On May 31st a report headlined “Coronavirus: Famous mosques reopen in Saudi Arabia and Jerusalem” appeared on the BBC News website’s ‘Middle East’ page.
In the latter part of the report readers were provided with the names of the city and the country in which one of the two featured mosques had reopened:
“In Saudi Arabia on Sunday, there were similar scenes at the Prophet’s Mosque in the city of Medina, where worshippers gathered for prayers.”
However BBC portrayal of the opening of the other mosque, which was more extensively covered, included the name of the city – but not the country – in which it is located:
“Hundreds of Muslims filed into Jerusalem’s Al-Aqsa Mosque, Islam’s third holiest site, for morning prayers on Sunday.”
A similar report aired on BBC News 24 television the same day apparently described al Aqsa mosque as being in “occupied East Jerusalem”.
Regular readers will be aware that the BBC has long refused to describe even those parts of Jerusalem which were not invaded and occupied by Jordan in 1948 as the capital city of Israel. We have previously documented the ahistorical ‘rationale’ behind that editorial policy, including the erroneous claim that “technically, West Jerusalem is not Israeli sovereign territory”.
The BBC’s editorial policy concerning the parts of Jerusalem which were belligerently invaded, occupied and later annexed by Jordan is outlined in its ‘style guide’. [emphasis added]
Israel occupied East Jerusalem in 1967. A law in 1980 formalised an administrative measure tantamount to the annexation of land taken as a result of the 1967 War. The claim to East Jerusalem is not recognised internationally. Instead, under international law, East Jerusalem is considered to be occupied territory.
BBC journalists should seek out words that factually describe the reality on the ground and which are not politically loaded. Avoid saying East Jerusalem ‘is part’ of Israel or suggesting anything like it. Avoid the phrase ‘Arab East Jerusalem’, too, unless you also have space to explain that Israel has annexed the area and claims it as part of its capital (East Jerusalem is sometimes referred as Arab East Jerusalem, partly because it was under Jordanian control between 1949 and 1967). Palestinians want East Jerusalem as the capital of a future state of Palestine.
The BBC should say East Jerusalem is ‘occupied’ if it is relevant to the context of the story. For example: “Israel has occupied East Jerusalem since 1967. It annexed the area in 1980 and sees it as its exclusive domain. Under international law the area is considered to be occupied territory.”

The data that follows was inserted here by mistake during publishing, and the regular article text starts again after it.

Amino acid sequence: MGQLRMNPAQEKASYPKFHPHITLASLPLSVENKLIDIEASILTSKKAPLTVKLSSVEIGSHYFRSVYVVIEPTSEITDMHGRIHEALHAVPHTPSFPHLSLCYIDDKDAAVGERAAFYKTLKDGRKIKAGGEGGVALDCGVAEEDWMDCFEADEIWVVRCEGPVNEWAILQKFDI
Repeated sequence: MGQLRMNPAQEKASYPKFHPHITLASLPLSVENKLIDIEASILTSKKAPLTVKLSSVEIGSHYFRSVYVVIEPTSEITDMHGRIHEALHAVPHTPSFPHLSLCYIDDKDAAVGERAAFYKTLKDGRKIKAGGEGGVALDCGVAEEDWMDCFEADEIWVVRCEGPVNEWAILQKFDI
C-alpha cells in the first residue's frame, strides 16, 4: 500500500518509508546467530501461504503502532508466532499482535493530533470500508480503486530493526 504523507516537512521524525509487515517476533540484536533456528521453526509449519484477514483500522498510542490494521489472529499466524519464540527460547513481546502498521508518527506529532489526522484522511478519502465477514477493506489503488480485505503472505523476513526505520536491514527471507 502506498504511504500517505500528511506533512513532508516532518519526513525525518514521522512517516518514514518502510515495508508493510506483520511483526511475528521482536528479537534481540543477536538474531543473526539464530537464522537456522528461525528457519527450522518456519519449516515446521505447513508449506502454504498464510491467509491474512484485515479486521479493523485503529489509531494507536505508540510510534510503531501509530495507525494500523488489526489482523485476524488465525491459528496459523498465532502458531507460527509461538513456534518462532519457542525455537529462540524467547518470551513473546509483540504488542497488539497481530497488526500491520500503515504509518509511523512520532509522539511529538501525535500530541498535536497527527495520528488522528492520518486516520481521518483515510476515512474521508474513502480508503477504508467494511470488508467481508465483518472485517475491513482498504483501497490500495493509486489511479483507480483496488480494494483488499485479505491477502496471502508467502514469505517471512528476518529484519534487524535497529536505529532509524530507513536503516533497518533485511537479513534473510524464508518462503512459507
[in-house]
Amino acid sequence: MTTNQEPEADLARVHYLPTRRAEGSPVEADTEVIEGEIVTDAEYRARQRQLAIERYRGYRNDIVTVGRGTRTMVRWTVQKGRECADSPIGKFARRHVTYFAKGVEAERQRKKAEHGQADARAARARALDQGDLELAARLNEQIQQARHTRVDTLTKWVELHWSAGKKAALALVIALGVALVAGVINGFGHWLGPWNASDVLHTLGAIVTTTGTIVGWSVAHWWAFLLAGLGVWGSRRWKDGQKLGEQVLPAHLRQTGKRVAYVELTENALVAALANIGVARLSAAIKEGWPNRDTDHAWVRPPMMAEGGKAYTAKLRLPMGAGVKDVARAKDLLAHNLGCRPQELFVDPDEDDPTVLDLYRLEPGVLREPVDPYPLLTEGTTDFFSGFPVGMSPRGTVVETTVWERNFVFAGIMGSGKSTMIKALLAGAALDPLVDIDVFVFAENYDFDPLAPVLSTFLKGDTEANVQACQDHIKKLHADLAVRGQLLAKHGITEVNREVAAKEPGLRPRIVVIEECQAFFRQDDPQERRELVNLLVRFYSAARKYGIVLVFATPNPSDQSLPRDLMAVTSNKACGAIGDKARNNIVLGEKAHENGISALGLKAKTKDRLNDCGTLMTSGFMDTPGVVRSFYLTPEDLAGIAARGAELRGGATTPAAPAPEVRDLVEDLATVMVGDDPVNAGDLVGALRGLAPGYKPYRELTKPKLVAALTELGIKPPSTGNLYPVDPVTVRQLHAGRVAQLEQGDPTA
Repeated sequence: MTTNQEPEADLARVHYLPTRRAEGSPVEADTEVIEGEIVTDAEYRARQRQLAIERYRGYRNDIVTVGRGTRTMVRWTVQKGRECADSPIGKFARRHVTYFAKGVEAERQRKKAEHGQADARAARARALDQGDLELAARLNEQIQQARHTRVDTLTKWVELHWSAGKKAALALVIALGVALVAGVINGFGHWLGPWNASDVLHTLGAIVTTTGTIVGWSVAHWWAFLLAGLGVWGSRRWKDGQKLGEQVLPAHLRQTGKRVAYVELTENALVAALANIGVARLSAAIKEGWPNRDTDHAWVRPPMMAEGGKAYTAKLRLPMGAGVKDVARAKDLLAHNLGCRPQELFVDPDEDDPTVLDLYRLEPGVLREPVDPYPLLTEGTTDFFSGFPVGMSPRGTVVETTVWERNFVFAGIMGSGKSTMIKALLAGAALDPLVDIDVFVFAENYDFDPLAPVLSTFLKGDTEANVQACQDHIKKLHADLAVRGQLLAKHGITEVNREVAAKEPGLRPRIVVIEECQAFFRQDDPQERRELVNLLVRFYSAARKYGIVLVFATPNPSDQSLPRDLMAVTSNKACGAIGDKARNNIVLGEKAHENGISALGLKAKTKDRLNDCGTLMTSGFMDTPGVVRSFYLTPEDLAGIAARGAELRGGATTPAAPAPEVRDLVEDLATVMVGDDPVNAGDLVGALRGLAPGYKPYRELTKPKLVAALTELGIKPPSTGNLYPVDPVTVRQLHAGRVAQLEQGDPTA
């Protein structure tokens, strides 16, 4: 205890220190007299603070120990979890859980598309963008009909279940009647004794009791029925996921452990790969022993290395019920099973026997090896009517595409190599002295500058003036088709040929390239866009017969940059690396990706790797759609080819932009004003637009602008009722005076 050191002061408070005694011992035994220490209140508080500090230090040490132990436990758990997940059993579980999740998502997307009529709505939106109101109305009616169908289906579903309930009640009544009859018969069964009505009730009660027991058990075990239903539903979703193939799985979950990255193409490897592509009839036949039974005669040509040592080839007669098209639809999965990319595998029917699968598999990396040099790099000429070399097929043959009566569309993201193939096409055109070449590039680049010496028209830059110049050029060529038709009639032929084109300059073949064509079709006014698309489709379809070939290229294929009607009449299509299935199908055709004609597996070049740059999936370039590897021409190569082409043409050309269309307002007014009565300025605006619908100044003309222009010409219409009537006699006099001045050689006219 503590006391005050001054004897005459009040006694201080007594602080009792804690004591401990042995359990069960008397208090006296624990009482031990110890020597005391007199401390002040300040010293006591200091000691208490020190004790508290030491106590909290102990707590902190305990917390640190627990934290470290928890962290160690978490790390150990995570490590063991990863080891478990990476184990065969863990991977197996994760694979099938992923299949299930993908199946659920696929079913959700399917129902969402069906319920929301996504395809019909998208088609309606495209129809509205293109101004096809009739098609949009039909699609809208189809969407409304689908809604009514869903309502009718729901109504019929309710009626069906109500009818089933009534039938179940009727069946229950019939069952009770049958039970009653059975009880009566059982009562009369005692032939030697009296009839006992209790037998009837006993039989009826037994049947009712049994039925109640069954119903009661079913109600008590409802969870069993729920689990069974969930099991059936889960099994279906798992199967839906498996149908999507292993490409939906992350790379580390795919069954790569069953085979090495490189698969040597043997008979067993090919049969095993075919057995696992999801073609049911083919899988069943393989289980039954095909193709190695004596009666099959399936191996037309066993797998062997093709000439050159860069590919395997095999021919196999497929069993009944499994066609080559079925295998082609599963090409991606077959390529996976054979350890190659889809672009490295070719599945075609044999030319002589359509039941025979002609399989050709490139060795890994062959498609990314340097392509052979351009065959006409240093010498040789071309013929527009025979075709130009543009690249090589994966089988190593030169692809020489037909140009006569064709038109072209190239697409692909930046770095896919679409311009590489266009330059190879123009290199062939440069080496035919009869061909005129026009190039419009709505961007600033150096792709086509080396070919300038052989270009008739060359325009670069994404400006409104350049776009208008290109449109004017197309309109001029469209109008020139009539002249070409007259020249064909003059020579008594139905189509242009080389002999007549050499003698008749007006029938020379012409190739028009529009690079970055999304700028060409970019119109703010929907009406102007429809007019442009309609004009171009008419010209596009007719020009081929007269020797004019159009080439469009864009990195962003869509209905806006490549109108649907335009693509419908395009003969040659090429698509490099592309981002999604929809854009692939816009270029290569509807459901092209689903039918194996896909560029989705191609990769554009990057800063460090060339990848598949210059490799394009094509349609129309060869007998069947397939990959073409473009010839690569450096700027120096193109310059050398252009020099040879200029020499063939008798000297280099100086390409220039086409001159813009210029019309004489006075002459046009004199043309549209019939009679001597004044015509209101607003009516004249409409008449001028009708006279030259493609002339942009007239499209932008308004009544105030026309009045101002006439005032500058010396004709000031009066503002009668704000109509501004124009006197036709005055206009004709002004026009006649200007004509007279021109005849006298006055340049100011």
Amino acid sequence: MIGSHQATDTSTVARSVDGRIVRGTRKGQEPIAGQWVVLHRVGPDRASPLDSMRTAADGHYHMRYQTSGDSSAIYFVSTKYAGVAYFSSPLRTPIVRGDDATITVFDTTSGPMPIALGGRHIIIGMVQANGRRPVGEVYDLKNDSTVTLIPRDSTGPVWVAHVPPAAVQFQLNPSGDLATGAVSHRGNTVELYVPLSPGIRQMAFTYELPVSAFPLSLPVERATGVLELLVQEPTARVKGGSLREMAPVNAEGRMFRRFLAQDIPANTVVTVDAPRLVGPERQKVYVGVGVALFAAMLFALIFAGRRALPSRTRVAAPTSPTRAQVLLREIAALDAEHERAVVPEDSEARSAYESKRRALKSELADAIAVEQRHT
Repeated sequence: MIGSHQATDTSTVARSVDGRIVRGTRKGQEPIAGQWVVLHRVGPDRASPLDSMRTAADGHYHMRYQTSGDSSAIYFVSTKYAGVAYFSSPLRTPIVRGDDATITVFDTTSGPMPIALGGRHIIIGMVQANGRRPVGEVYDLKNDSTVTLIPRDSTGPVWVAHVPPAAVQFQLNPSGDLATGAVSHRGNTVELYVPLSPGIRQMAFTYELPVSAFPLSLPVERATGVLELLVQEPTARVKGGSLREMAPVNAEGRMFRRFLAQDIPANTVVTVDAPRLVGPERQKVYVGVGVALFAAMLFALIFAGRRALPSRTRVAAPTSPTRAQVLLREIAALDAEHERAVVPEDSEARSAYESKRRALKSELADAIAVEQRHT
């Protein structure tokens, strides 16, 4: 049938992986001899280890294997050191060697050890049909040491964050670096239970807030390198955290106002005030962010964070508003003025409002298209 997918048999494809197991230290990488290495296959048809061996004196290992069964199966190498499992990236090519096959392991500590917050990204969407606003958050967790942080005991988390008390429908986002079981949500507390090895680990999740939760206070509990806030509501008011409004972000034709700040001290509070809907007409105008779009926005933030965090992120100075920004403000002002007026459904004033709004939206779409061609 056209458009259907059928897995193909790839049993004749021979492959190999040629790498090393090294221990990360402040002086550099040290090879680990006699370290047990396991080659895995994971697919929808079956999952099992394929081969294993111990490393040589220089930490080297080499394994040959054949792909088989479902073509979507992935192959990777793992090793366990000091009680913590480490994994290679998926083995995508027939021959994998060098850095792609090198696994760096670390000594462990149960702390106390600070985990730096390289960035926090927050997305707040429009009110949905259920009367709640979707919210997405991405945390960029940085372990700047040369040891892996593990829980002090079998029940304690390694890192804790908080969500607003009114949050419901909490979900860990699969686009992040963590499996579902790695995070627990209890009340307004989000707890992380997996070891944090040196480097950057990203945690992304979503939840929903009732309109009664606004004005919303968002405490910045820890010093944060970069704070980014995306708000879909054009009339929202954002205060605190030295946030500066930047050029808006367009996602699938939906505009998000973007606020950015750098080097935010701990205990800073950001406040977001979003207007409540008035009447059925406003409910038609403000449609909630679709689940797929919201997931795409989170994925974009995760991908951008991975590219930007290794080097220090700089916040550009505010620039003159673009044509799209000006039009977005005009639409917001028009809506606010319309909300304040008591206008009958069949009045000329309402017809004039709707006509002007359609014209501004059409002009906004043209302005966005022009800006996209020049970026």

Do not call East Jerusalem the Palestinians’ capital. You can say that Ramallah is their administrative capital and that East Jerusalem is their intended capital of any future independent state. This position was endorsed by the findings of a BBC Trust complaints hearing published in February 2013.”
The status of Jerusalem is one of the most sensitive and complex issues of the entire Israeli/Palestinian conflict. Its status is dependent on a final agreement between the Israelis and Palestinians.
Between 1949 and 1967, the city was divided into Israeli-controlled West Jerusalem and Jordanian-controlled East Jerusalem. But Israel currently claims sovereignty over the entire city, and claims it as its capital, after capturing East Jerusalem from Jordan in the 1967 War. That claim is not recognised internationally and East Jerusalem is considered to be occupied territory. Palestinians want East Jerusalem as the capital of a future state of Palestine.
The BBC does not call Jerusalem the ‘capital’ of Israel, though of course BBC journalists can report that Israel claims it as such. If you need a phrase you can call it Israel’s ‘seat of government’, and you can also report that all foreign embassies are in Tel Aviv. This position was endorsed by the findings of a BBC Trust complaints hearing published in February 2013.”
In other words, the core of the BBC’s editorial policy on Jerusalem is that while it insists that its staff “should say East Jerusalem is ‘occupied’” by Israel, it refuses to define what went before as occupation by Jordan and instead employs the euphemism “Jordanian controlled”. Absurdly, the corporation apparently believes that such an editorial policy is “not politically loaded”.
The part of the BBC’s report concerning al Aqsa mosque informed readers that:
Umm of course means mother in Arabic and the teknonym is used by women.
This BBC report bears a remarkable resemblance to an article published by Reuters earlier the same day in which readers find the following: [emphasis added]
“After they opened the mosque, I feel like I can breathe again. Thanks be to God,” Jerusalem resident Umm Hisham said through a face mask, her eyes tearing up, after entering the compound for dawn prayers with hundreds of other Muslims.
CAMERA UK contacted BBC Complaints in relation to that inaccuracy and swiftly received the following reply: